It should also be mentioned that other external factors play an important role when making the transformation. However, some studies indicate that the internal factors such as man-agement and resource barriers are to be regarded as one of the more dominant barriers to growth in small firms, rather than external factors such as finance, marketing, policies and regulations etc, (Barber et al, 1989; Barth, 1999).
When the firm has managed to transform to a professionally organisation, various special-ised functions has been developed and a more hierarchical organisation begins to take form (Galbraith, 1982). If the entrepreneurially managed organisation characterise individuals that are generalists, the professionally managed organisation represents a large number of
specialists that are “experts” within the area or function that they are working in. At this stage the owner manager has become a small business manager rather than an owner of his/her operation. The small business manager must also learn how to delegate through one or two organisational levels and has now a production or/and a sales manager that controls and co-ordinate the day-to-day operational activities (Steinmetz, 1969).
The performance consequences of the transformation
As mentioned above, the small business manager has to modify and develop different as-pects of the organisation when making the transition from an entrepreneurially to a profes-sionally managed organisation. It is not only necessary that the firm develop more formal and decentralised ways of communicating and co-ordaining in order to make the transition to a professionally managed organisation. It is also important that the structure of the or-ganisation is given continuous attention in order for the firm to perform well and to be competitive.
Exhibit 2: Transformation from an entrepreneurially controlled organisation to a professionally controlled organisation.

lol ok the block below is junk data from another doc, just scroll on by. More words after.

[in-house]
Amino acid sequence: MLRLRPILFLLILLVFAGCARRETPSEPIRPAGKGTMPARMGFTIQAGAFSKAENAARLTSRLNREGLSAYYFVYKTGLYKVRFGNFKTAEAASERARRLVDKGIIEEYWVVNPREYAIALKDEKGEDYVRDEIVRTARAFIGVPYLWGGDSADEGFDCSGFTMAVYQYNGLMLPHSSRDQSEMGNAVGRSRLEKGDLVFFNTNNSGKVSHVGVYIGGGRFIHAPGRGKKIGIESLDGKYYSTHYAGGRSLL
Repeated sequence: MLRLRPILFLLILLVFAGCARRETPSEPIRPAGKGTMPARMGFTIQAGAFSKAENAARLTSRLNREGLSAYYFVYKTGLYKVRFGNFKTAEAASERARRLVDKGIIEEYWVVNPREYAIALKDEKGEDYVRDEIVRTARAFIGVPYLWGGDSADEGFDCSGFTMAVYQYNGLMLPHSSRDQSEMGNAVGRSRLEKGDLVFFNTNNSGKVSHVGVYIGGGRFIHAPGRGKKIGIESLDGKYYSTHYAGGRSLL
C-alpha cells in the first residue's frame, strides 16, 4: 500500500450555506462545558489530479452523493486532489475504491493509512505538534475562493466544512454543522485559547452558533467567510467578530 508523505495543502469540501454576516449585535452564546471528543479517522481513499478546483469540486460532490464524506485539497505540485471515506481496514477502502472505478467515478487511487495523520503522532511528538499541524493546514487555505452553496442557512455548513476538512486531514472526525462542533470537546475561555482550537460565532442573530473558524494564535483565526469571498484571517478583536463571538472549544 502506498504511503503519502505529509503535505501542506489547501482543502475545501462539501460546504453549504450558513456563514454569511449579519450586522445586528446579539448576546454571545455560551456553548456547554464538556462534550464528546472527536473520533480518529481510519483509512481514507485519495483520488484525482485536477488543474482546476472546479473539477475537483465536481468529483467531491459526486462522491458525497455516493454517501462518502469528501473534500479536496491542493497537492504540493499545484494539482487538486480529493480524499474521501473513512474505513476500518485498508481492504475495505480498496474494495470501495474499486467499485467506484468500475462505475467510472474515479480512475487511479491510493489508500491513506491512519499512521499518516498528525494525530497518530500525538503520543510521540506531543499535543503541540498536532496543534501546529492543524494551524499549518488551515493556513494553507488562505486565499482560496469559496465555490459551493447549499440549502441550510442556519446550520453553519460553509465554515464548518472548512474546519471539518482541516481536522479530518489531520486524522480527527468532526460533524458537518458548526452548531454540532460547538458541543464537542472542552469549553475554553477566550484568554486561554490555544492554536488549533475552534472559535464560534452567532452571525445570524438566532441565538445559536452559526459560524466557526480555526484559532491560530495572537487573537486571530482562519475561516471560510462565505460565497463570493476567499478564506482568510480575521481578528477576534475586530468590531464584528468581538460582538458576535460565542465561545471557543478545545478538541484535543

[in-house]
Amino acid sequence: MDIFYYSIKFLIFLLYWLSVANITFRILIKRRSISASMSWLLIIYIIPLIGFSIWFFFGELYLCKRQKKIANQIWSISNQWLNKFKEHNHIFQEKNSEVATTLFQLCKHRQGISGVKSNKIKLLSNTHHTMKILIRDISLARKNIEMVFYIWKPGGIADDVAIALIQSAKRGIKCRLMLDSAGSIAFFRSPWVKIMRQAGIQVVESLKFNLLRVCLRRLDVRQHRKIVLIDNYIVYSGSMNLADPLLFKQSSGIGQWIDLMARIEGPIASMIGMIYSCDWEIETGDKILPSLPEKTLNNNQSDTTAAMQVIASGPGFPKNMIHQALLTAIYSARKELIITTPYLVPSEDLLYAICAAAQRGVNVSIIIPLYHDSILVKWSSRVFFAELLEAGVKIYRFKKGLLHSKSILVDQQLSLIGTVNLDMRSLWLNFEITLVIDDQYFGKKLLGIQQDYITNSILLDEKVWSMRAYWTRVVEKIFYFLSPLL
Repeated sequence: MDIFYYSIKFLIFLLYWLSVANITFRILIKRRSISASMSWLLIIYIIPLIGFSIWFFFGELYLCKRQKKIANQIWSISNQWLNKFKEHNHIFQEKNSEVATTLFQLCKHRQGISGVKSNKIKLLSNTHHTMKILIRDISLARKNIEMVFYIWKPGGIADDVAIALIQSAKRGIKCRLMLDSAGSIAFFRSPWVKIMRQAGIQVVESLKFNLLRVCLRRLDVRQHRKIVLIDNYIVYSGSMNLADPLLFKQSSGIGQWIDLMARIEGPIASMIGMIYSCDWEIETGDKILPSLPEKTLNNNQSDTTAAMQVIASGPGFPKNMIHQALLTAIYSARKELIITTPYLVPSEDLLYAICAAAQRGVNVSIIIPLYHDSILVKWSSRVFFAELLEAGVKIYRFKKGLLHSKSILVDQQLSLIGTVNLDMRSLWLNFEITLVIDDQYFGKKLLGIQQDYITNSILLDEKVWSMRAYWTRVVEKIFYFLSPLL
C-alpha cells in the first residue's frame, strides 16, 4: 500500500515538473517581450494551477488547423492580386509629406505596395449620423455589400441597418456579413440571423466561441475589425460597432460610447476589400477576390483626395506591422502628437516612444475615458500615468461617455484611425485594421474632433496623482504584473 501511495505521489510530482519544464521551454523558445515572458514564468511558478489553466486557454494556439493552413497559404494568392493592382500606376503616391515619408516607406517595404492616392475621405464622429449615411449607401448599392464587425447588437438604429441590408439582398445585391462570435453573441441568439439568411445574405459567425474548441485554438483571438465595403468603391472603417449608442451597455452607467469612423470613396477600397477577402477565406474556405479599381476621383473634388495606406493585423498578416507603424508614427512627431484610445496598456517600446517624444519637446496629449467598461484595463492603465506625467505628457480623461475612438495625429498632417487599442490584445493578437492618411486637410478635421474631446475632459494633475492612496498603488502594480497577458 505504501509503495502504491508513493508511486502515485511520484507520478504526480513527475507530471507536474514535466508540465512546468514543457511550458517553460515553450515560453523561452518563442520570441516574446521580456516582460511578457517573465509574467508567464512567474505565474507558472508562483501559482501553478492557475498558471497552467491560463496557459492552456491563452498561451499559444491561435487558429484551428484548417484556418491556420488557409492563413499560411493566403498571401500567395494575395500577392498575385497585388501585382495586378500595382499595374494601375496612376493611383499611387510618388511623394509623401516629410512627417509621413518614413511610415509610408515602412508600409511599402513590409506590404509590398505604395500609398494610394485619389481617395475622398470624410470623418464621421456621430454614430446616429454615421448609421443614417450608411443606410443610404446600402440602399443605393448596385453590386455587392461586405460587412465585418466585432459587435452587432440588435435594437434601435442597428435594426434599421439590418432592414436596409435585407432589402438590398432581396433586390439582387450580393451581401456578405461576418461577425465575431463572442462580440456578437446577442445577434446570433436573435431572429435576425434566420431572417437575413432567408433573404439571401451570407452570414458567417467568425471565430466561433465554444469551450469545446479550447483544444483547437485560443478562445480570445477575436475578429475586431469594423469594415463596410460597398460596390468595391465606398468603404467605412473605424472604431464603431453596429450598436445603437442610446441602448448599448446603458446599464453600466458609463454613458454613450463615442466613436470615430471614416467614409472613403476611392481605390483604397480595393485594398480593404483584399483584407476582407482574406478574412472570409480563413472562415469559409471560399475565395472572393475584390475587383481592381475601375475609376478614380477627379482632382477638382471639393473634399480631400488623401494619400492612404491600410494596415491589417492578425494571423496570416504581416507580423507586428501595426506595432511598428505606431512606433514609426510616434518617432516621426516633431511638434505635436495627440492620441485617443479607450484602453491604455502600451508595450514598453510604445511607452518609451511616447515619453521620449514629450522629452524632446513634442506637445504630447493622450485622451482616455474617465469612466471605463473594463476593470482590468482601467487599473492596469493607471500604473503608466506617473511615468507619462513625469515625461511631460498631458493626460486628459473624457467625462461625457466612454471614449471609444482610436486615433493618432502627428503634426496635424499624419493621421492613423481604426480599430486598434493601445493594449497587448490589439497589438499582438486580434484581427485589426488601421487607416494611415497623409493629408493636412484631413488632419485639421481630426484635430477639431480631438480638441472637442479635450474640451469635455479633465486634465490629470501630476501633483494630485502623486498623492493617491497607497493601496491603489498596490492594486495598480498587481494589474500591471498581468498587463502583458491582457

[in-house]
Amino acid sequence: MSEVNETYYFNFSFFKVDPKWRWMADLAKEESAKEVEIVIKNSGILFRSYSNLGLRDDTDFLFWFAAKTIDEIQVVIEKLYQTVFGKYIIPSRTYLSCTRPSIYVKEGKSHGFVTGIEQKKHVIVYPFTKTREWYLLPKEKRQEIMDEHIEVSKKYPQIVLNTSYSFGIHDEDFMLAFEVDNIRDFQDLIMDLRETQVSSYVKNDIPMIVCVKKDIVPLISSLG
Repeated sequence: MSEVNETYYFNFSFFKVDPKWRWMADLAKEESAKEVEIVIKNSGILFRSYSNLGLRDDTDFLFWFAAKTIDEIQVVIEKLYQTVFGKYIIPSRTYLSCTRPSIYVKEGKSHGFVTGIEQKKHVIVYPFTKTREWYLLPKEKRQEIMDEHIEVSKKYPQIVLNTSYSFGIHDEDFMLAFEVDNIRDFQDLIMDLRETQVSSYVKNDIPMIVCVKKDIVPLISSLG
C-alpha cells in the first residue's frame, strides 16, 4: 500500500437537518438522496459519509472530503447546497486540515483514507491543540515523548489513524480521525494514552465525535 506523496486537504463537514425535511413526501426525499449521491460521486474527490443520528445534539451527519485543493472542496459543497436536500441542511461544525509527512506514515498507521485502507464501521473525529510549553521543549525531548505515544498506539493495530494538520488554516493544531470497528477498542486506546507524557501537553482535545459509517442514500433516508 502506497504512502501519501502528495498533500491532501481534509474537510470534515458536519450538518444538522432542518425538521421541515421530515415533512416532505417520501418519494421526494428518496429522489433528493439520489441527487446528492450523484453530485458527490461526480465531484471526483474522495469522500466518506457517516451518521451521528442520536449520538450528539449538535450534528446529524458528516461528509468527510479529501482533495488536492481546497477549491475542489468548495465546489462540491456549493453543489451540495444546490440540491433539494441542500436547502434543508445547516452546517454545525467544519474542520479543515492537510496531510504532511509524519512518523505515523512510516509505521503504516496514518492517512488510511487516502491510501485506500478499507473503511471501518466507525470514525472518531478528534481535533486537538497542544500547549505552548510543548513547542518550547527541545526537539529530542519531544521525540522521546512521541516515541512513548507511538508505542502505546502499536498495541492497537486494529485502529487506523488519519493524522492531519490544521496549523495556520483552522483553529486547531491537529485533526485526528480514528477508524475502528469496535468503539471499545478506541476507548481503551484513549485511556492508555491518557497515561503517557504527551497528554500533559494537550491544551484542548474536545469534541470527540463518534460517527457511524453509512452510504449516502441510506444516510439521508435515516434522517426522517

From the literature review it has been indicated that the transition from an entrepreneurial to a pro-fessionally managed organisation deals with various aspects of organisational issues, such as com-plexity (vertical and horizontal differentiation), formalisation and centralisation. It seems that the vertical (organisational levels) and horizontal (functions) differentiate when the firm develops to a professionally managed organisation. However, the results from previous studies indicate that the degree of formalisation and decentralisation does not necessarily increase with increased firm size (Barth 1999). The complexity of the firm, however, seems to relate to the firm’s performance. Studies indicate that high-performing firms seem to have a higher degree of complexity than low-performing firms (Routamaa, 1980; Barth, 1998), indicating that high-low-performing firms have a fit between structure and size compared to low-performing firms which have not adapted the structure as the firm grows (misfit).
Ideally, the entrepreneurially managed organisation should differentiate both horizontal and vertical when the firm grows in order to make the transformation to a professionally
man-Organisational levels Functions Entrepre-neurially managed organisation Professionally managed organisation
aged organisation in a successful way (exhibit 2). As mentioned earlier, it is important that some of the key characteristics of an entrepreneurially managed organisation is modified and further developed in order to adapt to a professionally managed organisation. An or-ganisational misfit can here be developed as when the firm does not delegate through one or two organisational levels and/or do not develop specialised functions when the firm grows. Since different firms are working with more (or less) complex products (or serv-ices) it could be that some organisations develops more (or less) functions and/or organ-isational levels than other organisations, which is important to remember when discussing fit and misfit.